Everything seems to be getting more expensive these days, and it seems like sending a simple letter is no exception.
The cost of living is set to bite this spring as energy bills rise, as will a National Insurance tax hike.
Food bills have already been rising for some time and interest rates are also set to rise which could hurt mortgage lenders with variable rates.
So how much will the price of postage increase? Here’s what you need to know.
How much does a postage stamp currently cost?
1st 2nd class postage stamps from Royal Mail costs 85p. A second-class stamp costs 66p. You can buy stamps at the post office, or online here.
When will the price of stamps increase and how much?
First class stamps will rise by 10p to 95p, an increase of 12 percent, while second class stamps will rise by 2p to 68p.
Why are prices rising?
Rising inflation continues to bite British households as petrol prices hit new record highs earlier this month, a day before stamp duty hikes were announced on March 4.
The added pressure on household budgets comes as electricity prices are set to depart from the current price cap, which is set at £1,277 per year for the average household.
1st 2nd class postage stamps Royal Mail claims that it has no choice but to respond to the impact of rising inflation in the context of declining letter use.
It also said it had to deliver to an increasing number of addresses, which added to the overall cost.
The number of addresses has increased by about 3.5 million since 2004.
Letter volumes are down more than 60 percent from their peak in 2004/5 and nearly 20 percent since the pandemic began.
Nick Landon, Royal Mail’s chief commercial officer, said: “We understand that many companies and households are finding it difficult in the current economic environment and we will always keep our prices as affordable as possible.”
Mr. Landon added: “While the number of letters delivered by our postmen and women has fallen from around 20 billion a year to around seven billion since 2004/5, the number of letters addressed to them has increased by around 3.5 million over the same period. duration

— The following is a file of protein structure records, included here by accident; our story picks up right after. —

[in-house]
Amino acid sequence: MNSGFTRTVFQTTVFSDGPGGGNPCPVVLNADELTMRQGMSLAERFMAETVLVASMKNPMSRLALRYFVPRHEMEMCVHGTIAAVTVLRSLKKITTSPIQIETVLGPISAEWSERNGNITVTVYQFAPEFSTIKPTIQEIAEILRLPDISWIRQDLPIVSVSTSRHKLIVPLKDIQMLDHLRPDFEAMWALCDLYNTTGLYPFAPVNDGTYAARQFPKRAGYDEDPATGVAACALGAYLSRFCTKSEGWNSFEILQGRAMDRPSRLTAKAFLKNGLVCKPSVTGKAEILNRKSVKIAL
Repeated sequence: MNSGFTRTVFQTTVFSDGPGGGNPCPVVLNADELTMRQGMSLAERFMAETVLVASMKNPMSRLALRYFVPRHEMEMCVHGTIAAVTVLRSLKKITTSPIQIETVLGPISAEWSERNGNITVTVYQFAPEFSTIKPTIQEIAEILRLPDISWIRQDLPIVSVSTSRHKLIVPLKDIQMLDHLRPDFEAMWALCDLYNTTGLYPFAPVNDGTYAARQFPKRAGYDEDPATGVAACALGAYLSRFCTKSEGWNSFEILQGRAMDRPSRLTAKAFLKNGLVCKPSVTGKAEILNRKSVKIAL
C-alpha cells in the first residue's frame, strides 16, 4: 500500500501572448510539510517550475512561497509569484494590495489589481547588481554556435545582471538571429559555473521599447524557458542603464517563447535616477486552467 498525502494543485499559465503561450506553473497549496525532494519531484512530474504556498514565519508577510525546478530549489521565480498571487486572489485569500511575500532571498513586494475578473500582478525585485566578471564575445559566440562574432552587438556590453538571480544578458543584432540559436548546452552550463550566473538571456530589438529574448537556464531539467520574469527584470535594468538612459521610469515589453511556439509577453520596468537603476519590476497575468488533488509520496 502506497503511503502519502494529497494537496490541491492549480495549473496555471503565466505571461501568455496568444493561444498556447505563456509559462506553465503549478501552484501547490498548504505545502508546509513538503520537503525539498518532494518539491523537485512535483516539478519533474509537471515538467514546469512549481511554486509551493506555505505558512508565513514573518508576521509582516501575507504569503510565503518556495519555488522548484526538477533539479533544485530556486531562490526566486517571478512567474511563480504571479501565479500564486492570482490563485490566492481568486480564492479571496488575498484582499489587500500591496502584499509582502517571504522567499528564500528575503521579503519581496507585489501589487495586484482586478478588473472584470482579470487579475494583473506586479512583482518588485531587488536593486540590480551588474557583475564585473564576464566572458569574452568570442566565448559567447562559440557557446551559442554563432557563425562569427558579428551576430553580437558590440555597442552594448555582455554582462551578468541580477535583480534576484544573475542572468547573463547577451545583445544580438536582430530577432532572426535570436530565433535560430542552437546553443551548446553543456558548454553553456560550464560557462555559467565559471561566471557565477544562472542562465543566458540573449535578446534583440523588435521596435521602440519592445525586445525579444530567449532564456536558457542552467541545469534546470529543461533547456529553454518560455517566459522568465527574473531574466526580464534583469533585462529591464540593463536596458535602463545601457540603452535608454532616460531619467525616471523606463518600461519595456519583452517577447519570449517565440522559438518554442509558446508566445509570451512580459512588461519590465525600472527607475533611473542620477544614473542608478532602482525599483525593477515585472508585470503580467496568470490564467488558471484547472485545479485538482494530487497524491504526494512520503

“We have to balance the cost of delivering to an increasing number of addresses six days a week against the decreasing letter volume and increasing costs.”
Unite general secretary Sharon Graham has criticized Royal Mail, claiming the price hike is taking place against a backdrop of “massive profits” and plans to cut jobs.
He said: “The Royal Mail boardroom is raising prices again and helping itself to huge profits. It is behaving like a short-term greedy speculator rather than a responsible owner of a key UK public service.
“With plans to cut 900 postal manager jobs and the threat issued to Unite that the collective bargaining agreement for our members will be ignored, the owners of Royal Mail are undermining this essential service. Ofgem needs to get to grips because universal service obligations are at serious risk.
“Unite’s postal managers are at the heart of this service and our union will support them in this fight to protect jobs and services.”
Royal Mail lost £180m in revenue in the first half of 2020 as letter deliveries fell due to the lockdown due to Covid-19.